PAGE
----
Fun Behind-the-Scenes Secrets About The Beverly Hillbillies

By Jake SchroederLast Updated Apr 2, 2020 5:28:31 PM ET
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"Come and listen to a story about a man named Jed..." If you just read that in your head to the tune of The Beverly Hillbillies' theme song, then you've come to the right place to get your nostalgia on.

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In 1962, CBS launched one of the funniest shows to ever hit the airwaves (still true to this day). Let’s take a look at some of the best kept secrets and unknown facts about the legendary actors who portrayed the Clampett clan (and friends) on The Beverly Hillbillies.

Granny Had No Problem Bringing Out Her Inner Slugger

Although Irene Ryan, who played Granny Clampett, was a sweet lady in real life, she had no problem dishing out some hilarious slaps on screen. The Beverly Hillbillies depicted Granny as a sassy old lady who would often slap a little sense into Jethro, the boneheaded member of the hillbilly crew.

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During an interview, Ryan confessed that those weren't stage slaps she was delivering. Max Baer Jr., who played Jethro Bodine, was the son of a champion boxer, and the wily actress put her full strength into every smack. Judging by his size (and hers), Baer probably felt nothing more than a little pat.

Jed Clampett Wasn't Quite as Sharp in the Original Script

When Buddy Ebsen signed on to play the role of Jed Clampett, he had a few stipulations for the show's writers. In the show's original script, Jed was portrayed as uneducated and also utterly lacking in common sense. Ebsen made what turned out to be a good call by insisting there be a bit more smarts to the character.

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He was able to convince the writers to portray Jethro, rather than Jed, as the family's comedic simpleton — and the result was comic gold. Meanwhile, Jed displayed sharp intellect while still adding plenty of comedy to the show with his lack of understanding of city life.

Elly May Advanced the Popularity of Blue Jeans

Elly May Clampett was a fashion icon in her own roundabout way. Actress Donna Douglas usually wore flannel tops and tight-fitting blue jeans in each episode. Although her hillbilly chic may seem ordinary these days, it was unusual at the time and boosted the sale of denim products.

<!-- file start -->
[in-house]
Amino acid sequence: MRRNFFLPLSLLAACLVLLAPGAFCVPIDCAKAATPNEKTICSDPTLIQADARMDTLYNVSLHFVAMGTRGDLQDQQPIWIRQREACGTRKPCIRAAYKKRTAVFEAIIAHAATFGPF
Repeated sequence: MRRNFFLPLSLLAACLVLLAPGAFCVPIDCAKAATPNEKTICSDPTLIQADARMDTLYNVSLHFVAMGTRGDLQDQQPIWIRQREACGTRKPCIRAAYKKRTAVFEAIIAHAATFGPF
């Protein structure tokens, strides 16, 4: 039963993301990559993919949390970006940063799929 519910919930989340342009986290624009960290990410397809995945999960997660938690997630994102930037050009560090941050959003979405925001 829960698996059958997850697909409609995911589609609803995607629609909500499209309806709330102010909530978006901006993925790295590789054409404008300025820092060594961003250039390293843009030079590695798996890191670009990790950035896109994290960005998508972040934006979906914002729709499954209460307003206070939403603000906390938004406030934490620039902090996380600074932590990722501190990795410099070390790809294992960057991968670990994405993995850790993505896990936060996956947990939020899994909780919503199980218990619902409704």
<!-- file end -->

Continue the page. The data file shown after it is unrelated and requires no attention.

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By the end of the first season, women everywhere were rocking blue jeans like never before. One Levi Strauss executive said, "Donna Douglas has done more for the sale of blue jeans in one year than cowboys have done in a hundred."

Buddy Ebsen Started His Career on Broadway

Although most people associate Buddy Ebsen with his iconic performance as Jed Clampett, there was far more to him in real life than acting chops. He was also a singer and dancer who started out as a Broadway star in 1936.

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In 1965, he even decided to revisit music by releasing a country-western album. Buddy Ebsen Says Howdy in Song and Story can still be purchased on Amazon to this day. If that’s not impressive enough, did we mention he also wrote a novel called Kelly's Quest?

Elly May Once Sued Barbie

Back in 2010, Mattel released a new doll called the "Elly May" Barbie, which featured a photograph of Donna Douglas as Elly May on the packaging. The only problem was the toy company failed to ask for Douglas' permission before creating and selling the doll.

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The actress, who was 77 at the time, wasn't happy about the toy company's lack of communication and lack of compensation for their endeavor. She sued both CBS and Mattel for "engaging in the unauthorized use" of her image and won a settlement for an unknown amount in 2011.

The Show Was Originally Science Fiction

It’s now considered a classic TV comedy, but the show's original premise was beyond strange. When writer Paul Henning was first hashing out the concept for the script, he envisioned a rural family from 1860 time traveling to modern-day New York City.

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Surprisingly, it wasn't the strange sci-fi aspect that turned out to be the idea's biggest problem. The production company wasn't willing to pay the high cost of shooting the show in New York, so it was moved back to more Hollywood-centric Beverly Hills. Thankfully, Henning realized a family from the Ozark Mountains was way more fun than time-traveling pioneers.

The Show's Original Title Was Lame

It seems it took the writers a few tries to come up with a title as perfect as The Beverly Hillbillies. It was originally known as The Hillbillies of Beverly Hills. Sound a bit lame and redundant? The producers agreed and went back to the drawing board.

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The longer title only made it as far as an early version of the pilot, called "The Clampetts Strike Oil." Interestingly, records don’t indicate who the genius was who came up with the title we know and love, but it had been changed by the time the second episode aired.